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Lack of data from Africa and Asia hampers study of illicit drugs

Posted on behalf of Cosmas Butunyi.

Are Africa and Asia silently driving demand for opium, raising prices for producers, despite the traditional markets stagnating?

The absence of sufficient data on opium and other drugs in these two regions means that for the United Nations Office on Drugs and Crime (UNODC), this remains a mystery.

In the World Drug Report 2012, UNODC admits it can’t explain the rising price of opium, but links it to, among other factors, underestimates of global heroin consumption, especially in Asian countries that are major markets and those in Africa that are possible emerging markets.

“The lack of data is particularly acute in Africa and parts of Asia, where data on the prevalence of illicit drug use and trends remain vague at best,” states the report, which estimates that one in 20 people across the world used an illicit drug at least once in 2010, resulting in up to 253,000 deaths during the year.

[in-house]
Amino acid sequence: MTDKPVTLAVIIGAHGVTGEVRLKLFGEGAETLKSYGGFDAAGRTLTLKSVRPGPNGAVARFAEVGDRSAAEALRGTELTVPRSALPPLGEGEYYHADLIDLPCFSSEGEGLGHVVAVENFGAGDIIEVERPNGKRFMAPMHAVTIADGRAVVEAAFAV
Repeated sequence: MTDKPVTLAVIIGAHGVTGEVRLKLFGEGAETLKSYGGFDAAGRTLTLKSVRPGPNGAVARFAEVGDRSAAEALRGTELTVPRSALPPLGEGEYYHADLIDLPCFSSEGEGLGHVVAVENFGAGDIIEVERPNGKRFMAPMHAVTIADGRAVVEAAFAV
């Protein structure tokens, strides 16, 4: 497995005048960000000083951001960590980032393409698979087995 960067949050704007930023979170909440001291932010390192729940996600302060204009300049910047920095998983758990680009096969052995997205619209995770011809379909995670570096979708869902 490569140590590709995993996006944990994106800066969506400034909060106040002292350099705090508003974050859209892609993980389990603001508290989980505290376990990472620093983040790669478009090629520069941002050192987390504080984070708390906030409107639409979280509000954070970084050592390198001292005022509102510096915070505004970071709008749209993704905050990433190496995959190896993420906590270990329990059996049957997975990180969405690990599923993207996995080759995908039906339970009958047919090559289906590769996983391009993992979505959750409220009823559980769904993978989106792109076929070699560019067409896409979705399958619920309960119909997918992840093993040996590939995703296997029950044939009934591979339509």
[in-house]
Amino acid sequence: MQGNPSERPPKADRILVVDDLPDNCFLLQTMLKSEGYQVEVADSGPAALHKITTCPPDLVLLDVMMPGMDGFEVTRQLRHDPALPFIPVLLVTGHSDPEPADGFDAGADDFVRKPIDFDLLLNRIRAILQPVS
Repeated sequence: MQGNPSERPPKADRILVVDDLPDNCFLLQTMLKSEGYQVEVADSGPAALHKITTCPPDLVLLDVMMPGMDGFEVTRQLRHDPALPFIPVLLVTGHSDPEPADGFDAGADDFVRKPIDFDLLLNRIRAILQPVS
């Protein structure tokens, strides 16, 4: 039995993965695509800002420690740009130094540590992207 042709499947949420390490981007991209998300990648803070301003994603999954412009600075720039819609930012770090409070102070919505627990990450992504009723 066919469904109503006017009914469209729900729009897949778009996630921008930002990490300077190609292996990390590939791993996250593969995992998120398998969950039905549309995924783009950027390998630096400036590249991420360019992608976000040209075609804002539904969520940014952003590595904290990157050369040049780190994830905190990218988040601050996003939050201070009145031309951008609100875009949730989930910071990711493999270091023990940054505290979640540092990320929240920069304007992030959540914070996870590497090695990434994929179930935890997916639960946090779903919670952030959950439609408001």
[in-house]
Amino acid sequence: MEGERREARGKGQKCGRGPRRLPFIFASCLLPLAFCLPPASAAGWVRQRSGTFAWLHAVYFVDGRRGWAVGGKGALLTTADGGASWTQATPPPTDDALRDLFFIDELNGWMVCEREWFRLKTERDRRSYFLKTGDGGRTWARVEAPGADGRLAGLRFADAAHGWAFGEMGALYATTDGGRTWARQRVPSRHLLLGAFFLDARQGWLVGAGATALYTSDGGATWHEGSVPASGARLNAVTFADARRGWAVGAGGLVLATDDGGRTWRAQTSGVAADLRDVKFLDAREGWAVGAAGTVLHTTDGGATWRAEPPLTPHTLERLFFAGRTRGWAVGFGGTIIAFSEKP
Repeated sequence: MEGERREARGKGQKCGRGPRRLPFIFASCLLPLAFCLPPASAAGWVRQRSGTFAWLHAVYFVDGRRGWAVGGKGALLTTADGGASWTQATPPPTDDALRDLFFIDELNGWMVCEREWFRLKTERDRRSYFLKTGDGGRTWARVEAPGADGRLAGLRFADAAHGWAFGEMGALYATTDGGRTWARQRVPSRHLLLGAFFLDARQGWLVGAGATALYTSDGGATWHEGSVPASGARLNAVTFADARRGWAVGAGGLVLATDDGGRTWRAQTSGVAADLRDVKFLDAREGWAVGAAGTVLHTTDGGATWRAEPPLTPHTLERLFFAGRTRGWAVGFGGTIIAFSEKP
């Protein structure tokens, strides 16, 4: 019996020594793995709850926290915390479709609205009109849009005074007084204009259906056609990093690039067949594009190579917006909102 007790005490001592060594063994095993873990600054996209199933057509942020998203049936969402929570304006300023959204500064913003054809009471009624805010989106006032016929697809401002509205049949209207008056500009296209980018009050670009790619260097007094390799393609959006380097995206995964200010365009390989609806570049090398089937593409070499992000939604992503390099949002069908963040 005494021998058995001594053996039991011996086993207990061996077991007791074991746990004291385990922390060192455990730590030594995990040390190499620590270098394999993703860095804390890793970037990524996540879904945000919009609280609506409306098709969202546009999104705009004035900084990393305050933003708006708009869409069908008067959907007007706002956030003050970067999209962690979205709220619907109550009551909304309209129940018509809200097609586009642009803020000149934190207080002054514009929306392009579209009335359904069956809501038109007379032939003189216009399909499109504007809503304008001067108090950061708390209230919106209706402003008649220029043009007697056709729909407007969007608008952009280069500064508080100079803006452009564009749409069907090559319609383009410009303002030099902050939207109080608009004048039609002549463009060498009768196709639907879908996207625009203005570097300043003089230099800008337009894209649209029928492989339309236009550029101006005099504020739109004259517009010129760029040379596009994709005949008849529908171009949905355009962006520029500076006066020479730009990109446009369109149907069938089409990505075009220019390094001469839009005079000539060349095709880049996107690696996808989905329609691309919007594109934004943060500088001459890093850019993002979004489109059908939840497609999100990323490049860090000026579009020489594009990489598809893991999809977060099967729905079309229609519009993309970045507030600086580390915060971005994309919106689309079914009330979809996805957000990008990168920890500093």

The UNODC says the lack of proper data makes it difficult to analyse and present a complete image of the ever-evolving illicit drug market.

The executive director of UNODC, Yuri Fedatov, notes that there are ‘growing signs’ of cocaine use in regions such as West and Central Africa that have always acted as conduits of illicit drugs to the final markets. For heroin, the report indicates that while seizures of the drug in traditional trafficking routes running from Afghanistan to Western and Central Europe via South-Eastern Europe are declining, there are increasing numbers in coastal regions of Africa and countries in South-East Asia.

“Whether this implies that traffickers are seeking alternative routes or that heroin use is on the increase in those places, the lack of available data makes it impossible to draw definitive conclusions,” he adds.


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